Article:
Now, we have unconfigured switches that we can install right out of the box. We give them to teams from other departments who solely provide maintenance all around the country. These teams install the switches by plugging them in, and then the rest is configured automatically by us or by the system. Now it’s much faster to roll out new switches across the network. 

This has allowed us to be able to grow: over the past four years, we have doubled workstations from 1,400 to 2,800. The workload on our network is increasingly more intensive, but we can handle the increased demand without a problem. Even with our small team managing operations 24/7, Cisco DNA Center gives us a better overall view of the network so we’re able to handle any incidents immediately and reduce any downtime. With this improved view, our maintenance and operations are becoming more efficient every day.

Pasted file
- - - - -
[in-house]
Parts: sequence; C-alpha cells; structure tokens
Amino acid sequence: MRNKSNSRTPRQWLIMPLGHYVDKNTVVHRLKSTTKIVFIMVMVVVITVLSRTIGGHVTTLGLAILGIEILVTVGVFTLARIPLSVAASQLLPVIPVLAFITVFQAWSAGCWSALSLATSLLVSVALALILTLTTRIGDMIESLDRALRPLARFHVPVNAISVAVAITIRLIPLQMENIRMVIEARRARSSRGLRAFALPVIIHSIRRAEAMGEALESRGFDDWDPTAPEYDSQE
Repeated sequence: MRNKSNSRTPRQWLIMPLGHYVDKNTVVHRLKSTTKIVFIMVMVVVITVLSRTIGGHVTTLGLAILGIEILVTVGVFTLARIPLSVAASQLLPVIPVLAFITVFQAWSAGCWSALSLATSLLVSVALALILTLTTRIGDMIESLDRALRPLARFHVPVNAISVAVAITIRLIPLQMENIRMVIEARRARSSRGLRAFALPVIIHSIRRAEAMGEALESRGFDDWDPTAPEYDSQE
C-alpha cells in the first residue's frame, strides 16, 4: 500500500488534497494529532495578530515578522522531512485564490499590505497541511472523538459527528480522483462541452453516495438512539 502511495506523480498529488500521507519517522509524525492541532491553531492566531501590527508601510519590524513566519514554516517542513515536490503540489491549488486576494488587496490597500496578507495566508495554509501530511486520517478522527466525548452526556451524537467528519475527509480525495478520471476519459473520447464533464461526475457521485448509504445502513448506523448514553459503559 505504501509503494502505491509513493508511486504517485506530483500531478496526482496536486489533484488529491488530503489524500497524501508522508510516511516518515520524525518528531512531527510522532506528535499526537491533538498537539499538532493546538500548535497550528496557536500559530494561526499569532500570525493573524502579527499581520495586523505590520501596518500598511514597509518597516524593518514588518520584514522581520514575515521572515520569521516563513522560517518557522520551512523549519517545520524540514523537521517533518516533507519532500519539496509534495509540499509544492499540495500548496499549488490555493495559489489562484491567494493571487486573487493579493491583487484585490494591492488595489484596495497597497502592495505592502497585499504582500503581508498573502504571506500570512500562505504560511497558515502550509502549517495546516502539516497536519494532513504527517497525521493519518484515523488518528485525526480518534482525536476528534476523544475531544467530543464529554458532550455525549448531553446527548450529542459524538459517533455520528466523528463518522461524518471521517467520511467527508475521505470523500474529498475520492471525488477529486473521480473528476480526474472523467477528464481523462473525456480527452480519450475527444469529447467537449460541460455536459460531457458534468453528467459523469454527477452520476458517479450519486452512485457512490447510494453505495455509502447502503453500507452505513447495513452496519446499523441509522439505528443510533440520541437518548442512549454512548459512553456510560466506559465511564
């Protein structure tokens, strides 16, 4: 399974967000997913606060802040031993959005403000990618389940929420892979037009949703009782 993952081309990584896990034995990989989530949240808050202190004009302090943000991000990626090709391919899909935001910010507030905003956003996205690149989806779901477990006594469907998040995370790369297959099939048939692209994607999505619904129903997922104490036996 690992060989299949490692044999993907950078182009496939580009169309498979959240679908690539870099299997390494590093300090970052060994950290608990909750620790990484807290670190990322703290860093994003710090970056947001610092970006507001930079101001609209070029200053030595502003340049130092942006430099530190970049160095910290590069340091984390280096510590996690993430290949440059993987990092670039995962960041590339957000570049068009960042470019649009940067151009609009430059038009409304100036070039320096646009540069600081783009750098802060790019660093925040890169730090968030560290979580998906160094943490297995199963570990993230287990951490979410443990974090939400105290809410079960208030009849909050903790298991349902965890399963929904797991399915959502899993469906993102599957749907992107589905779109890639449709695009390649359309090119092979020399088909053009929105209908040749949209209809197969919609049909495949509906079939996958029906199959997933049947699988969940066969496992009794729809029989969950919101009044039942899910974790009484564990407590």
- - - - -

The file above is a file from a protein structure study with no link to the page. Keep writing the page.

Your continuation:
The increased visibility of our network using Cisco DNA Assurance and Cisco SD-Access with ISE also means that we can spot problems more easily, which allows us to provide service to our customers that’s better and faster than ever before. DNA has become a complete management and operations system for our network. It's really an integrated platform. Cisco DNA has redefined the meaning of quality of service, which is key because it’s at the centre of everything we do. The needs of our passengers are always at the heart of our operations, including operations that happen behind the scenes and away from their direct experiences.